May 18, 1943
PERE MARQUETTE RAILWAY CO.
SYLLABUS BY THE COURT
1. RAILROADS -- CROSSINGS -- NEGLIGENCE -- EVIDENCE -- AUTOMOBILES.
In action by administrator of estate of passenger of an automobile which crashed into side of tender of a locomotive about 2:30 a.m. while it was being backed across a lighted railroad crossing, evidence failed to sustain allegations of negligence that defendant was operating train at excessive speed, in backing train across the crossing without having a man on the rear of the tender to warn persons approaching the crossing of impending danger and in failing to cause the whistle to be blown or bell to be rung.
2. RAILROADS -- NEGLIGENCE -- CROSSINGS -- INSTRUCTIONS -- TRAIN CREWS -- PROXIMATE CAUSE.
In action by administrator of estate of passenger in automobile which crashed into side of tender of locomotive while it was being backed across lighted railroad crossing at 2:30 a.m. where evidence leaves no doubt train was not then engaged in switching operations, court's instruction that jury might consider company's rule requiring train crew to station a member at crossings unprotected by a watchman only if train were found to be engaged in a switching movement constituted reversible error iere there was nothing in record to indicate that a failure to observe such a rule would constitute negligence and plaintiff failed to establish any negligence on part of defendant proximately causing accident.
The opinion of the court was delivered by: Chandler
Appeal from Genesee; Elliott (Philip), J. Submitted April 8, 1943. (Docket No. 28, Calendar No. 42,204.) Decided May 18, 1943.
Case by Paul H. Karr, administrator of the estate of Eva Madzelan, deceased, against Pere Marquette Railway Company, a Michigan corporation, for damages for death of plaintiff's decedent. Verdict and judgment for plaintiff. Defendant appeals. Reversed without a new trial.
CHANDLER, J. Plaintiff's decedent sustained her fatal injuries at about 2:30 o'clock, a.m. on October 2, 1940, when an automobile in which she was a passenger crashed into the tender of defendant's locomotive as it was backing across the Pierson road crossing in the city of Flint, the engine at that time being engaged in pulling a train of cars from the Coldwater yard of the railroad, north of the crossing, to the Stewart avenue yard, some distance south thereof.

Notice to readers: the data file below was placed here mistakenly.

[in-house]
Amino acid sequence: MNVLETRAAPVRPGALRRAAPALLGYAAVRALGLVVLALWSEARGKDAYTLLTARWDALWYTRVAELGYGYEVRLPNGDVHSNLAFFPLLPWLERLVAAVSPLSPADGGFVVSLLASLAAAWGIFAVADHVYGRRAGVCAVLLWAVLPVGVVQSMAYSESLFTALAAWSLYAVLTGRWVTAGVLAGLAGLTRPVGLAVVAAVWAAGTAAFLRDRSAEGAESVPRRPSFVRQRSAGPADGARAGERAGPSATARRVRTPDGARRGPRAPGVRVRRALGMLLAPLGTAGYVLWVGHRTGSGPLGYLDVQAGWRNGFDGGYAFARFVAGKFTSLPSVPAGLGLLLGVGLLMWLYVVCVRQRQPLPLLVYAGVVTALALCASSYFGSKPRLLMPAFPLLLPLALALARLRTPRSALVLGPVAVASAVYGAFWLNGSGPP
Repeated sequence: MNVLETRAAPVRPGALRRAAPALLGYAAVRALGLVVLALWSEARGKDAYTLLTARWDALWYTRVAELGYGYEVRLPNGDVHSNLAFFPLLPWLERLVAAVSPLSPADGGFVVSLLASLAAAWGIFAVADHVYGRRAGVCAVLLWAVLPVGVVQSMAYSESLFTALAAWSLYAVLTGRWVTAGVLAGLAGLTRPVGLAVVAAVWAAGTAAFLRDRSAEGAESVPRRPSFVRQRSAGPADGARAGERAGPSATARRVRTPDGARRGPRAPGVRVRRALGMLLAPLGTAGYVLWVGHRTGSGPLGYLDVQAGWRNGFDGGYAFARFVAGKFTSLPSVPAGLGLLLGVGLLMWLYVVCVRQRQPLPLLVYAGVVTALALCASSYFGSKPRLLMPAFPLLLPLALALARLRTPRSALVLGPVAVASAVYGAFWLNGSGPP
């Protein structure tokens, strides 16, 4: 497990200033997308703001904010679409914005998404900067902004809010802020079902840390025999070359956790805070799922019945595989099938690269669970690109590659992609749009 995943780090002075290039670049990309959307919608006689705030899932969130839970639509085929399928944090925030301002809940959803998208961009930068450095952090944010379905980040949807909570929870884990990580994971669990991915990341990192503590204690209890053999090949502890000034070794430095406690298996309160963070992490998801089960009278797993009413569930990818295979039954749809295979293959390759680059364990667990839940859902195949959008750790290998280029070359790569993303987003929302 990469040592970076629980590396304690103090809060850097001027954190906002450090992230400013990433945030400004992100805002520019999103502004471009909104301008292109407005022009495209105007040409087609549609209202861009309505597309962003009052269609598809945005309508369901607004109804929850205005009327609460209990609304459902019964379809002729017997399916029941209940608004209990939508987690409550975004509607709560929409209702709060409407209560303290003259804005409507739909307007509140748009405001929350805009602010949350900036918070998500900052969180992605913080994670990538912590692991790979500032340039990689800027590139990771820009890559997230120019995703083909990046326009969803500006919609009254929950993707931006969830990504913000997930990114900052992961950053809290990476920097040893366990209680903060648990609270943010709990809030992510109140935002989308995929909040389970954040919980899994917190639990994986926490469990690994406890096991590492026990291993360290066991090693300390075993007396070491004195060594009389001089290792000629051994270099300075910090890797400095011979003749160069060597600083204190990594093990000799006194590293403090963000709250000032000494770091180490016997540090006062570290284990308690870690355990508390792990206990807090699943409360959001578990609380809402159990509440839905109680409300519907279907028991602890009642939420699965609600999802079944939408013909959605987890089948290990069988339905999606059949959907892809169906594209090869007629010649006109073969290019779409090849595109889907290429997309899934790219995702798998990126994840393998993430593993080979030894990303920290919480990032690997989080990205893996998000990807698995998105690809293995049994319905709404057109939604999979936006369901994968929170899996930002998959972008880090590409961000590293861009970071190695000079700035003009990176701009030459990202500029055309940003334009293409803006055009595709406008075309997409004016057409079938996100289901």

The crossing was illuminated by two flood lights; the tender carried a light on the rear of equal brilliance with that found on the front of the engine; the crossing was equipped with the usual cross-arm signs giving notice to travelers on the highway of the presence of the railroad crossing; there was nothing present at the crossing to obscure a train from the vision of a driver of an approaching automobile. In addition, the testimony shows that the car in which deceased was riding approached the crossing from the west at a speed of 35 miles per hour with the lights dimmed. The engine was backing over the crossing at a speed of two miles per hour, with bell ringing. On the night in question, it was foggy in low spots but no fog existed at the crossing because of a slight elevation in the highway at that point. The automobile crashed into the side of the tender at a point some 10 or 12 feet from the rear end thereof.
The driver of the car remembered nothing concerning the happening of the accident as he could recall no events that occurred after passing a store building located about two blocks west of the crossing.
Defendant's motion for a directed verdict was taken under advisement and the case submitted to the jury who returned a verdict for plaintiff. Judgment was entered on the verdict and defendant's motions for a directed verdict and judgment non obstante veredicto were denied, resulting in this appeal.
The declaration charged that defendant's negligence consisted in operating the train at an excessive rate of speed, in backing the train across the crossing without having a man on the rear of the tender to warn persons approaching the crossing of impending danger, and in failing to cause the whistle to be blown or the bell to be rung as a warning of the approach of the train.
It may be said that the proofs failed to establish any of these allegations of negligence. As evidence of negligence, the trial court permitted plaintiff to introduce a rule of defendant promulgated for the conduct of its employees, providing in part:
"When switching over public crossings at grade not protected by a watchman, a member of the crew must protect the crossing from a point on ground on the crossing and movements over crossing must be made only on his signal."
The record leaves no doubt that at the time the accident occurred the train was not engaged in switching operations. The trial court instructed the jury that they were not to consider the rule and the violation thereof by defendant's employees unless they found that the train was then and there engaged in a switching movement. There being no testimony in the case which would justify such a finding by the jury, and nothing to indicate that a failure to observe such a rule would constitute negligence, the charge of the court was clearly erroneous.
Plaintiff failed to establish any negligence on the part of defendant which was the proximate cause of the accident and it is, therefore, unnecessary to discuss other questions raised.
Judgment reversed, without new trial, with costs of both courts to defendant,
BOYLES, C.J., and NORTH, STARR, WIEST, BUTZEL, BUSHNELL, and SHARPE, JJ., concurred.
© 1997 VersusLaw Inc.